Volume 75, Number 39 | February 15 -21 2006

Villager Bob Arihood

Allison Arenson of the Police Department’s Legal Department pastes up fliers announcing that the former Ruby Lounge has been closed and cannot sell alcohol.

Police bust after-hours bar that also served minors

By Lincoln Anderson

Sending a message that bars and nightclubs serving alcohol to underage patrons and operating after hours won’t be tolerated, the Ninth Police Precinct closed down East Village Lounge, formerly Ruby Lounge, last Friday night.

According to Deputy Inspector Dennis De Quatro, Ninth Precinct commanding officer, police observed the problems at the bar, at 186 E. Second St. between Avenues A and B, during operations addressing nightlife conditions on lower Avenue B. A clear giveaway that the bar, located on a side street, was operating past legal hours, he said, was the fact that taxis were pulling up outside to pick up and drop off people at 5 a.m.

In what is known as a nuisance-abatement action, the police served a court order and issued a summons to appear in court to the bar’s owner around 10:30 p.m., then shuttered the place. The bar will remain closed until at least Thurs. Feb. 16, the date of the court hearing. The judge will set conditions under which it can reopen, which De Quatro said, in this case, might be an early closing time. If the bar doesn’t abide by the new stipulations, it can be ordered permanently closed. A fine can also be assessed.

Lieutenant Brian Connolly of the Ninth Precinct talks with the bar’s owner, Jason Castorounis, during the nuisance-abatement action.
De Quatro said that during an investigation of more than three months, uniformed and undercover officers — police cadets or auxiliary officers under age 21 — visited the bar numerous times. Although only three violations are needed for a judge to issue a court order to close a premises — generally for up to three business days — there were many instances of undercovers being served alcohol, while the place was frequently open and serving alcohol after the mandated 4 a.m. cutoff time, according to the deputy inspector.

He said the fact that the bar didn’t have a doorman, but relied on bartenders to check ID’s, was asking for trouble, since bartenders are often too busy to properly card customers.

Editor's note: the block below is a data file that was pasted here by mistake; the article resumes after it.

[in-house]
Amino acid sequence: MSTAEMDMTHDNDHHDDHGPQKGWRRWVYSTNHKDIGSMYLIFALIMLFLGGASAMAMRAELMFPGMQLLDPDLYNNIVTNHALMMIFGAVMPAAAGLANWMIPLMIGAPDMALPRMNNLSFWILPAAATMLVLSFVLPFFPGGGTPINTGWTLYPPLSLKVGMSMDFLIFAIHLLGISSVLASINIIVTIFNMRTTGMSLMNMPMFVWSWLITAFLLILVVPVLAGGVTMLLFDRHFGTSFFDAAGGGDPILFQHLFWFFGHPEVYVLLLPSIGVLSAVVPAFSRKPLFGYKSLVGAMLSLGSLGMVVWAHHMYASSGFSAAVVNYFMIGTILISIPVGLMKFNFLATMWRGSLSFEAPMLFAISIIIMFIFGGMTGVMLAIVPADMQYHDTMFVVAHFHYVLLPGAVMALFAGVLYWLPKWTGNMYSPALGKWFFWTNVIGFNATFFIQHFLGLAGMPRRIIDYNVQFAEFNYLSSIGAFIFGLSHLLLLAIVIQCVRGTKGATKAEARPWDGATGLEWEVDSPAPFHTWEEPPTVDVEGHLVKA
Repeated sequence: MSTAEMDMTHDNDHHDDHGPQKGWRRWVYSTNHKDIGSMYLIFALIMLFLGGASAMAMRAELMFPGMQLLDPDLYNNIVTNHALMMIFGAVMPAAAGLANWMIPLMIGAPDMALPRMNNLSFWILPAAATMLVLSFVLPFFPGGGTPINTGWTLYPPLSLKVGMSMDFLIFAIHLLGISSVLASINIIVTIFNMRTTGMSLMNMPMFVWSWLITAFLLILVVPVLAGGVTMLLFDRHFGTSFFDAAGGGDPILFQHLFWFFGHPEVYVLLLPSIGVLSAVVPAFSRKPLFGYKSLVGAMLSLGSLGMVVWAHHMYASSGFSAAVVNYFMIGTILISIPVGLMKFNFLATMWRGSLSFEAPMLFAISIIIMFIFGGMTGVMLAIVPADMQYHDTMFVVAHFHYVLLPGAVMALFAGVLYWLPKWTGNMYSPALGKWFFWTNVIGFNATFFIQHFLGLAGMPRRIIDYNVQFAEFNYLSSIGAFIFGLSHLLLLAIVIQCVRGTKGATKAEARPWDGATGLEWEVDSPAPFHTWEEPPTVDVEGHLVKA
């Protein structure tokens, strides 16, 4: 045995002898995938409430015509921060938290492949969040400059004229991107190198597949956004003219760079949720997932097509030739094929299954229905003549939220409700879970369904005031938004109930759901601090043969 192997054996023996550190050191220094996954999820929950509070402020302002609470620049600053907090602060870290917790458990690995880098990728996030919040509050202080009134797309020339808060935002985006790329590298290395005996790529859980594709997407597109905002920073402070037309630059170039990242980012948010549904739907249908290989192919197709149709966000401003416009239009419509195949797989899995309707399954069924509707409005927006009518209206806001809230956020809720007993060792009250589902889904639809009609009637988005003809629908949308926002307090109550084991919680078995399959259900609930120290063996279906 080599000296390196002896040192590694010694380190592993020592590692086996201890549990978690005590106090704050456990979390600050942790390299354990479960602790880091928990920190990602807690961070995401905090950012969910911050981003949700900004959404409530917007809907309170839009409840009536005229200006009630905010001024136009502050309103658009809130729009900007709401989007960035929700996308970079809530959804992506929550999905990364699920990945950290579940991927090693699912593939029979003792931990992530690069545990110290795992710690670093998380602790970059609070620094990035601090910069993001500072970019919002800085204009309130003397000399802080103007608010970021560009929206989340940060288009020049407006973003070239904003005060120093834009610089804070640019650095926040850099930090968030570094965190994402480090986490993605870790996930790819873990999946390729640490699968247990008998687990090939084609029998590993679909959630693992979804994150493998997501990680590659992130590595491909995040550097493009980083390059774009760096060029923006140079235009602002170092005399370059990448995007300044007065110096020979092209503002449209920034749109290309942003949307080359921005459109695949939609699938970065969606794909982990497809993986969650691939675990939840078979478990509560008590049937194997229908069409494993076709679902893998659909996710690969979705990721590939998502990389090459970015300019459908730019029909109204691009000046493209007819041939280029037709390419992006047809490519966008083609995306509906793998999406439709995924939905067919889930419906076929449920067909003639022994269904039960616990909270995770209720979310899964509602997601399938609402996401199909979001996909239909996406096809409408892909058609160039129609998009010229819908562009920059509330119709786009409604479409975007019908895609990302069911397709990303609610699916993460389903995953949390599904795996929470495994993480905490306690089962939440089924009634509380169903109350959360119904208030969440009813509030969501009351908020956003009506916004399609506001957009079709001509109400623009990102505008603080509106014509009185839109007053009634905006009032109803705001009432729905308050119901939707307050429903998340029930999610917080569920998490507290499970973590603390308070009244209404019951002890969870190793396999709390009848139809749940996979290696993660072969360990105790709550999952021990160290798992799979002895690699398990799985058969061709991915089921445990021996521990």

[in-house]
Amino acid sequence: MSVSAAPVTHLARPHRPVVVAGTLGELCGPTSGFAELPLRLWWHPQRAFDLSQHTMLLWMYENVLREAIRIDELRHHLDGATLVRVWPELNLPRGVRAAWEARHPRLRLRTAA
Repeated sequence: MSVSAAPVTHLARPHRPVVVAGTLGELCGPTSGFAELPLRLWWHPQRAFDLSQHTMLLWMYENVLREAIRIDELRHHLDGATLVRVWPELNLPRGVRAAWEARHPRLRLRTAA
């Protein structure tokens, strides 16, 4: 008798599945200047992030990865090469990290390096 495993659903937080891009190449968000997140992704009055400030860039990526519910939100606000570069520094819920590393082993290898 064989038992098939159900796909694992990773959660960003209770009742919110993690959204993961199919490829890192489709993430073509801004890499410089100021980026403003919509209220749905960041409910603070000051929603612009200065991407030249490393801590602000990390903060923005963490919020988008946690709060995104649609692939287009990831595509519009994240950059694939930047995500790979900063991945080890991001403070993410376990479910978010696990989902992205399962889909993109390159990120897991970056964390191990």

Before the action, Lieutenant Edward Winski, who is in charge of the precinct’s special operations, added that underage patrons with fake government-issued ID could be arrested for a felony — criminal possession of a forged document. The police carried a handheld detector to check for fake ID’s.

De Quatro, Winksi and Lieutenant Brian Connolly, who heads the precinct’s cabaret squad, were joined in the action by Allison Arenson and Allen Schwartz of the Police Department’s Legal Department, who served the papers.

After being shut for a week for remodeling, the bar had just reopened. After the police entered from a rear doorway and announced the closure, the few patrons who were in the bar hastily left. The two bartenders, who didn’t give their names to a reporter, silently set to work quickly closing jugs of olives and candied cherries and emptying tubs of ice.

“I have no idea what’s happening,” one of them said. “I’m just cleaning up and we’re closing.” She said the bar was “under new management.”

Police said the bar’s former manager, Adonis, had been “the face of the place.” Connolly said when police had tried to inspect the place as it was operating after hours, the bar had sometimes shut the door in their face

“They had a Mickey Mouse manager,” he said. It’s a violation of the state Alcohol Beverage Control Law to bar police from access to a licensed premises to take action or for an inspection.

The employees were new too. The bar’s owner, Jason Castorounis, said he had told the bartenders to check customers’ ages.

“I mentioned to check all ID’s,” he said. “That was the first thing that I said.” Castorounis told The Villager he had just found out about the after-hours operation and accused his manager of lying to him.

He said he had changed the color of the bar’s walls from ruby red.

“Color does affect people, you know,” he said.

But it apparently didn’t change the fact that the bar was letting in people who were underage. De Quatro said they wanted to give the bar one last chance, so they sent an underage undercover in right before the nuisance-abatement action, but the bar failed the test again.

Due to an influx of new bars and clubs and the late-night car and taxi traffic they bring, residents on lower Avenue B and its neighboring side streets have been experiencing a quality of life nightmare. On Monday, Susan Stetzer, district manager of Community Board 3, said she hadn’t known police were planning the nuisance-abatement action.

“All the residents complained when they opened,” she said of the former Ruby Lounge. “Then they tried to build an outdoor deck and residents stopped that.

“Oh, that’s good,” she said of the police action.

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